Emergency vehicles have similar needs, both inside and outside cities. They have to go where they’re needed – which could be practically anywhere – when they’re needed. This means that they practically have to be outside of a normal public transit infrastructure, and that the city has to be constructed to allow them passage. Again, the reduced volume eliminates the problems associated with our current use of cars (congestion, safety, inefficiency), making car-ish vehicles feasible. While we can’t eliminate cars, we can probably reduce the need for car-type vehicles to sustainable levels.
Transportation Integration Issues
One thing should be clear from previous diaries: I don’t believe we’re going to be able to find a single method of transportation that will cover all the roles that cars do now. This means that we’re going to have to move between methods of transportation more often, and design them to accommodate this. So let’s look at a few edge cases, as people seem to have taken an interest in them in previous diaries.
The most obvious edge case is moving between types of public transit at a common stop. We already see this a lot in modern public transit. It’s fairly common, for example, for large metro stations to also have a bunch of bus terminals. Designing such a station well requires some thought to layout. How do people typically move between lines? Can they get from Point X to Point Y before Bus B departs? If they miss their connection, do they have somewhere sheltered to wait for the next vehicle to come along? I honestly don’t know how most modern public transit systems score on these criteria. I know Halifax is around a C. We have a couple of large bus terminals, and while they’re easy to navigate, there’s next to no shelter, you have long waits between buses if you miss a connection, and the schedules are often set up so that people travelling in one direction arrive just as the bus they want to catch leaves.
One interesting case here that I don’t think gets much consideration in modern public transit systems is bicycle to public transit. I think it’s worth thinking about; after all, bikes are wonderful for really short distances, and public transit is nice for longer trips. Taking your bike into the public transit car with you is the most obvious solution, but as more people do this it quickly becomes overcrowded, and potentially dangerous. Another possibility is dedicated bike racks, either inside the vehicle or on the outside, near the doors. External bike racks seem to have serious issues with security (making sure the person taking it off is the one putting it on) and speed. Internal racks have the same space concern as just bringing the bike on the vehicle with you, but eliminate the safety, speed, and security concerns.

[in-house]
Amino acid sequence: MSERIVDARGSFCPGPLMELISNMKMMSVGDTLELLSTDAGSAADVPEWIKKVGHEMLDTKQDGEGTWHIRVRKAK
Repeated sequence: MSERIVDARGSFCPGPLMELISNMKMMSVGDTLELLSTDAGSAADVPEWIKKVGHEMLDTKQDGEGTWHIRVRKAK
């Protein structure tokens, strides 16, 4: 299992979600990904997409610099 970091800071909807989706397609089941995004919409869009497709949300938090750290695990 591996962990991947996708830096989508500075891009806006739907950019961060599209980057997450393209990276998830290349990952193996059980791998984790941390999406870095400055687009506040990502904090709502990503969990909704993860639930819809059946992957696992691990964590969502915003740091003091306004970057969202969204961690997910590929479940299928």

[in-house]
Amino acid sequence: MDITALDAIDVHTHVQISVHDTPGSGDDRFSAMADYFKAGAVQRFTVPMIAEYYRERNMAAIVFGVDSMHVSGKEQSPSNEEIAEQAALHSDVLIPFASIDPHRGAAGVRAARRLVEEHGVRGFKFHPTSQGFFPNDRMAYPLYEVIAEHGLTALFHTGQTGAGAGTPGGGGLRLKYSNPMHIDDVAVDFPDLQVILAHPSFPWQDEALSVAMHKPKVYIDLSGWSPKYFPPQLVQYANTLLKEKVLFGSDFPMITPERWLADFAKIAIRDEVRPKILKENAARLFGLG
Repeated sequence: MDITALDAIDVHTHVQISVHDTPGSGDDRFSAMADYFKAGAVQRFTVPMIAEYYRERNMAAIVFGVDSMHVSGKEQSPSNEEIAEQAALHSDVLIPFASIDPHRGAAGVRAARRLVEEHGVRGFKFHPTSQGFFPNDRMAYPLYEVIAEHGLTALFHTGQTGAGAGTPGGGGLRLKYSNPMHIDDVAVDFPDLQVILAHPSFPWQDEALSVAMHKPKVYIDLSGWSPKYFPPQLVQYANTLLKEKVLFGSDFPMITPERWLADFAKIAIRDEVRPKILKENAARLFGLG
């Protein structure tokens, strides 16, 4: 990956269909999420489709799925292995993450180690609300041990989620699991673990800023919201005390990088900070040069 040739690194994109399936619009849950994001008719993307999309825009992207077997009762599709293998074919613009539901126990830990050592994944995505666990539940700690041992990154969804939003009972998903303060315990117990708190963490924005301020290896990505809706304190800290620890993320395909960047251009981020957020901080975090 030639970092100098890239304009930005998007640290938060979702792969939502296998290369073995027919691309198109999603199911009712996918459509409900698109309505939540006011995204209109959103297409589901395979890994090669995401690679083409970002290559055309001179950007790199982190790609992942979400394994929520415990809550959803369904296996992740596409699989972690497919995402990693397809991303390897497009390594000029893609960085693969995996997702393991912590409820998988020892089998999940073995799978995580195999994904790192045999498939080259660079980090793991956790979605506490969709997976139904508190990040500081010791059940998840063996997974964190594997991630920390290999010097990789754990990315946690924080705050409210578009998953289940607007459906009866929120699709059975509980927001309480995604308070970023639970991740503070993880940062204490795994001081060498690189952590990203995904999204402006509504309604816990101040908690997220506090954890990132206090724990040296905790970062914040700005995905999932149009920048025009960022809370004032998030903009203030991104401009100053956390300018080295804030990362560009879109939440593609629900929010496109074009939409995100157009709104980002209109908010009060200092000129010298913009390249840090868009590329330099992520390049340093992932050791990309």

This sort of naturally segues into another topic that’s come up in past diaries: disabled people and mass transit. Here in Halifax, we have bus routes designated as wheelchair-friendly. These routes are serviced by “kneeling buses”, which can lower themselves down to afford easier access. They also have ramps that can be extended for wheelchair users, and two three-person seats can fold up to create space for two wheelchairs to be strapped down. This takes a fair bit of time when loading and unloading wheelchair users, and requires the aid of the bus driver, but works fairly well. The same bus design, with most of the bus occupied by rows of seats facing a wide centre aisle, worse very well for young parents with children.
Integration of cars is another potentially interesting field. Modern railways already have dual-use vehicles that have a primary set of road wheels and a secondary set of railway wheels. This may be useful, especially if the car’s railway wheels can draw power from the grid. An alternative approach, proposed in a previous diary on this topic, would be to have an ordinary train that the cars can be docked with. Again, there’s a lot of possible solutions to investigate here.
What Can You Do?
As usual, try and get involved with the planning and implementation of your local public transit system. Try to develop a system that’s friendly to cyclers and the disabled. Push your public transit authority towards sustainable fuels. Even if the cost is a little higher, they’ll save in the long run. Take public transit, and encourage others to do the same. If people don’t use the public transit network, it won’t get expanded. And spread awareness of the issues!
This is probably going to be the last diary on transportation issues, unless something big shows up in the discussion.